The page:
The recent scandal regarding Walter Palmer and Cecil the lion has highlighted a problem I’ve become more irritated with over my time on the Internet. What I’m about to say isn’t new but it’s something I want to share.
The Internet is a wonderful place for many reasons, and one of its greatest assets is how it democratizes opinion. The majority of the readers of this blog are from the United States, but even then, they’re a wider audience than what I could hope to achieve with just my immediate friends and family. My voice, that of a high school senior from California, is held in the same sphere as foreign dignitaries, high-ranking politicians, world famous authors and actors, and millions of other people. It can be truly humbling.
However, because every opinion is given a chance to coexist, it gives a megaphone to people with “interesting” views. The person dead center on the political spectrum gets the same voice as the leftest of the left and the rightest of the right. Couple that with the anonymity provided on the Internet and you have a massive combination of people from all perspectives.
Which can be great! I’m glad that so many people can get access to thoughts and ideas they may otherwise not have been exposed to through the Internet. But, this leans people to hyperbolize and exaggerate in order to get their point across. So, when something like the Walter Palmer scandal comes up, what do we do?
Do we try to understand the economic situations that have led to companies in countries like Zimbabwe selling big game hunting permits?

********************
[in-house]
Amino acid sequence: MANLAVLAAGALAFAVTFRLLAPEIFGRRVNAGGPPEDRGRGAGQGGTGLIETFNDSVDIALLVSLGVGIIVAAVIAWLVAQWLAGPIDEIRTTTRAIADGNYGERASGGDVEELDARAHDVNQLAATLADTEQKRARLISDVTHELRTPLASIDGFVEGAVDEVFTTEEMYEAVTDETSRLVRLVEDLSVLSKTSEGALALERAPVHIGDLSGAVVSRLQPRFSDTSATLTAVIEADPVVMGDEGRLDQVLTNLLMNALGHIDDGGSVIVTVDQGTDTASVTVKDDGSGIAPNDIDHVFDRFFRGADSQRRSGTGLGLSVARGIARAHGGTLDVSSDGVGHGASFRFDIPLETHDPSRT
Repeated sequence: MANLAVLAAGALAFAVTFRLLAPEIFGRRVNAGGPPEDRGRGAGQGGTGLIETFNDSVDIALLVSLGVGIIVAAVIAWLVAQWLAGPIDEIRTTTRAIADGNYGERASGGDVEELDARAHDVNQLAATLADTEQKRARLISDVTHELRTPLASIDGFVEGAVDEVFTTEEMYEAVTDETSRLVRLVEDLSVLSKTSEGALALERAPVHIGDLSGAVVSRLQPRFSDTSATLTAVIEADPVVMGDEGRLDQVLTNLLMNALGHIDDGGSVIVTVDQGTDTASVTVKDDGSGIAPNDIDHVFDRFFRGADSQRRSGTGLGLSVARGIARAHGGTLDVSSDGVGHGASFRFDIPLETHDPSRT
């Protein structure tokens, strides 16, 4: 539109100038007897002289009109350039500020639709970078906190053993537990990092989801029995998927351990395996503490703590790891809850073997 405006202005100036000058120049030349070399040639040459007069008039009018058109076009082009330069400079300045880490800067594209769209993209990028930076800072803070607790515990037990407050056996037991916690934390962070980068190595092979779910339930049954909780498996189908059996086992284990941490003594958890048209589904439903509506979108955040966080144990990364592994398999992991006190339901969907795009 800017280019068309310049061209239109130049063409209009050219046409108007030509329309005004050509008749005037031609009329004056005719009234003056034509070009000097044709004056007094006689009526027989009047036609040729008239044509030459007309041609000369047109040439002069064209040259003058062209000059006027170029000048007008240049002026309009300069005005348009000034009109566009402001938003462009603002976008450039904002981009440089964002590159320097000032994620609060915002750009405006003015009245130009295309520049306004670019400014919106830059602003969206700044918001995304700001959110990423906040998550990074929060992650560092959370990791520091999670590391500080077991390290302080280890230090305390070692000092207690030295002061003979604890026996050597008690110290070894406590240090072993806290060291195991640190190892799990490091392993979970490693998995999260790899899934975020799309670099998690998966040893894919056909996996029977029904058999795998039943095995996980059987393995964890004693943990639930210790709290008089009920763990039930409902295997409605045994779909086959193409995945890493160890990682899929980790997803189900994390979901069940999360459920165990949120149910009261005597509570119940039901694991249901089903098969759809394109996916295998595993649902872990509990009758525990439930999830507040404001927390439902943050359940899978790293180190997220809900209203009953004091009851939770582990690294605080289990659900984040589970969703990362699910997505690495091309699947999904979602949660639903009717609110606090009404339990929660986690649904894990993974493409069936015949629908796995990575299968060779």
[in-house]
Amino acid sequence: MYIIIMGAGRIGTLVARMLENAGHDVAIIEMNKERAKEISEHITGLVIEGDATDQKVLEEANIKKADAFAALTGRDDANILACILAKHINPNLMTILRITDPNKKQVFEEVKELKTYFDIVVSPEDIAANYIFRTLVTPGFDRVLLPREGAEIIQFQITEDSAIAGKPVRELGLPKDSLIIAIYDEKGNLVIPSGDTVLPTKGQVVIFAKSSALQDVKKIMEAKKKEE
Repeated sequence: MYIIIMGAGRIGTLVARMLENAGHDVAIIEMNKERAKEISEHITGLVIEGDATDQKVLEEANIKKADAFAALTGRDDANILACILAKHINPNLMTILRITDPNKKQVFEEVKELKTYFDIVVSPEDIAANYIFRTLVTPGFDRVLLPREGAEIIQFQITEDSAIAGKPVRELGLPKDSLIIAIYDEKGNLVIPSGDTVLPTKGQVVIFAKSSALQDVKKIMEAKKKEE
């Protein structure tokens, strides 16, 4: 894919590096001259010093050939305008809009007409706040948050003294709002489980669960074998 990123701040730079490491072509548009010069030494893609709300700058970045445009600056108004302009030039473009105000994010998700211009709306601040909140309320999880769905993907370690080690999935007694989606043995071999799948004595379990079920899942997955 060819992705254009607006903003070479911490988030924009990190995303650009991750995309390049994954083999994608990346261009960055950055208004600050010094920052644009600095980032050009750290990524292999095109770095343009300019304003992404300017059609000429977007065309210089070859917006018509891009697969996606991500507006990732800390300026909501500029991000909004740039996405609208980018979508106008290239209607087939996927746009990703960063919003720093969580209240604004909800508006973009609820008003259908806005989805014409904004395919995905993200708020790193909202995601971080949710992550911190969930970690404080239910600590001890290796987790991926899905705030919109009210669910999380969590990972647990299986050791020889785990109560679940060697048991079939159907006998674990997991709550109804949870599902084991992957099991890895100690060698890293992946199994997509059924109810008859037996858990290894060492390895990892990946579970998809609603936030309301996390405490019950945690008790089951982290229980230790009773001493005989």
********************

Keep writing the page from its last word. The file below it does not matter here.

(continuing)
Do we take a step back to reevaluate our society’s perception of wild animals and why we treat them so highly?
Do we think about why someone would want to go to Africa and hunt animals for sport, maybe connecting it back to ideas of imperialism and thinking of the way we view modern-day Africa and how that may be linked to European imperialism.
No. Of course not.
We go on Twitter and make death threats against him.
We go on Yelp and utterly destroy his business.
We go on the Internet and tarnish a guy’s reputation so badly, Zimbabwe is actually worried it might damage relations with the U.S.
Of course that’s what we do.
I’m not defending Walter Palmer or attacking people who are outraged over this shooting. What I am attacking is the way the outrage was directed.
The Internet is a great tool for communication, yes, but it’s also a dangerous one. This blog is lucky that it’s free from restrictions on word count. I can practically talk until I feel I’m done. Twitter doesn’t have that luxury. It’s difficult to have a well-researched and cogent opinion in 140 characters. I get that. Twitter is akin to a megaphone. Anything you say will be projected loud and maybe slightly muffled, but the one thing you can do with it is shout.
And shouting is the last thing we want when something like this happens. We need to discuss why this happened and whether this was an isolated case or part of a trend. Shouting makes you feel good for a bit, but accomplishes nothing. Discussion can be difficult, but it gets results.
There are numerous cases where people took to shouting as opposed to discussion. The recent spotlight on police brutality has only really developed discussion because of the volume of cases. There’s only so many times one can be outraged before you notice it won’t go away because of your outrage. Each of those cases, though, created more that their fair share of outrage, and rightly so.
If you take away nothing else from this, remember: it’s okay to be outraged. It’s okay to feel strongly about something. But if all you are is angry, nothing will change. Things will change fastest when you calm down so we can discuss.